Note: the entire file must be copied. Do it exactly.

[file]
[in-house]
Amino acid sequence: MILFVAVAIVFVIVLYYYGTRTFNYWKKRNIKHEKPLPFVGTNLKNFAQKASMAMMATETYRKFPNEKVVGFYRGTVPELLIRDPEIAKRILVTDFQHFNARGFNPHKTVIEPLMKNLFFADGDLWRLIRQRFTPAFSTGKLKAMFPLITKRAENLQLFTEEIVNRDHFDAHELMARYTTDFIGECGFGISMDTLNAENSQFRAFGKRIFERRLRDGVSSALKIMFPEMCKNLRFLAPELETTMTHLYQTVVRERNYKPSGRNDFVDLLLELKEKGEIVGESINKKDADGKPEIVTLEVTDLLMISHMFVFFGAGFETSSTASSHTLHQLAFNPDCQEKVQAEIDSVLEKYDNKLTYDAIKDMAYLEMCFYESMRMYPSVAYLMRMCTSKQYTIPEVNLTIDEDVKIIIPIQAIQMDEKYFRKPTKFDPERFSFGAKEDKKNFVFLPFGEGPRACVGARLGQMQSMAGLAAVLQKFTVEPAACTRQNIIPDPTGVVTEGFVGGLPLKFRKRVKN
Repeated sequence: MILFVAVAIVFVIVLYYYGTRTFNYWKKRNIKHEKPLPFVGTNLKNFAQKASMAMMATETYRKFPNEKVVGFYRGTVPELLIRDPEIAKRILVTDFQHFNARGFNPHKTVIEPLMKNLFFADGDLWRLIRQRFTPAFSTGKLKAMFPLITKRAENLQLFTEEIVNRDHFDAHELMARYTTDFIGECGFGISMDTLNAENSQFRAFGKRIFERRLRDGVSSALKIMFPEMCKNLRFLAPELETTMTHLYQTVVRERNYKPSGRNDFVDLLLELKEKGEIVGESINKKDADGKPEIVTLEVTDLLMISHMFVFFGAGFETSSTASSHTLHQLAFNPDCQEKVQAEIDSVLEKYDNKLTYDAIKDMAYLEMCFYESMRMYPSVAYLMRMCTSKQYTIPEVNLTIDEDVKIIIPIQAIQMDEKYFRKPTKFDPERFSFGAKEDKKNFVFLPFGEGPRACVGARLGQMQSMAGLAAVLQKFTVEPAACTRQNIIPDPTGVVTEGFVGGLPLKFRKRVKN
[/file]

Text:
[in-house]
Amino acid sequence: MILFVAVAIVFVIVLYYYGTRTFNYWKKRNIKHEKPLPFVGTNLKNFAQKASMAMMATETYRKFPNEKVVGFYRGTVPELLIRDPEIAKRILVTDFQHFNARGFNPHKTVIEPLMKNLFFADGDLWRLIRQRFTPAFSTGKLKAMFPLITKRAENLQLFTEEIVNRDHFDAHELMARYTTDFIGECGFGISMDTLNAENSQFRAFGKRIFERRLRDGVSSALKIMFPEMCKNLRFLAPELETTMTHLYQTVVRERNYKPSGRNDFVDLLLELKEKGEIVGESINKKDADGKPEIVTLEVTDLLMISHMFVFFGAGFETSSTASSHTLHQLAFNPDCQEKVQAEIDSVLEKYDNKLTYDAIKDMAYLEMCFYESMRMYPSVAYLMRMCTSKQYTIPEVNLTIDEDVKIIIPIQAIQMDEKYFRKPTKFDPERFSFGAKEDKKNFVFLPFGEGPRACVGARLGQMQSMAGLAAVLQKFTVEPAACTRQNIIPDPTGVVTEGFVGGLPLKFRKRVKN
Repeated sequence: MILFVAVAIVFVIVLYYYGTRTFNYWKKRNIKHEKPLPFVGTNLKNFAQKASMAMMATETYRKFPNEKVVGFYRGTVPELLIRDPEIAKRILVTDFQHFNARGFNPHKTVIEPLMKNLFFADGDLWRLIRQRFTPAFSTGKLKAMFPLITKRAENLQLFTEEIVNRDHFDAHELMARYTTDFIGECGFGISMDTLNAENSQFRAFGKRIFERRLRDGVSSALKIMFPEMCKNLRFLAPELETTMTHLYQTVVRERNYKPSGRNDFVDLLLELKEKGEIVGESINKKDADGKPEIVTLEVTDLLMISHMFVFFGAGFETSSTASSHTLHQLAFNPDCQEKVQAEIDSVLEKYDNKLTYDAIKDMAYLEMCFYESMRMYPSVAYLMRMCTSKQYTIPEVNLTIDEDVKIIIPIQAIQMDEKYFRKPTKFDPERFSFGAKEDKKNFVFLPFGEGPRACVGARLGQMQSMAGLAAVLQKFTVEPAACTRQNIIPDPTGVVTEGFVGGLPLKFRKRVKN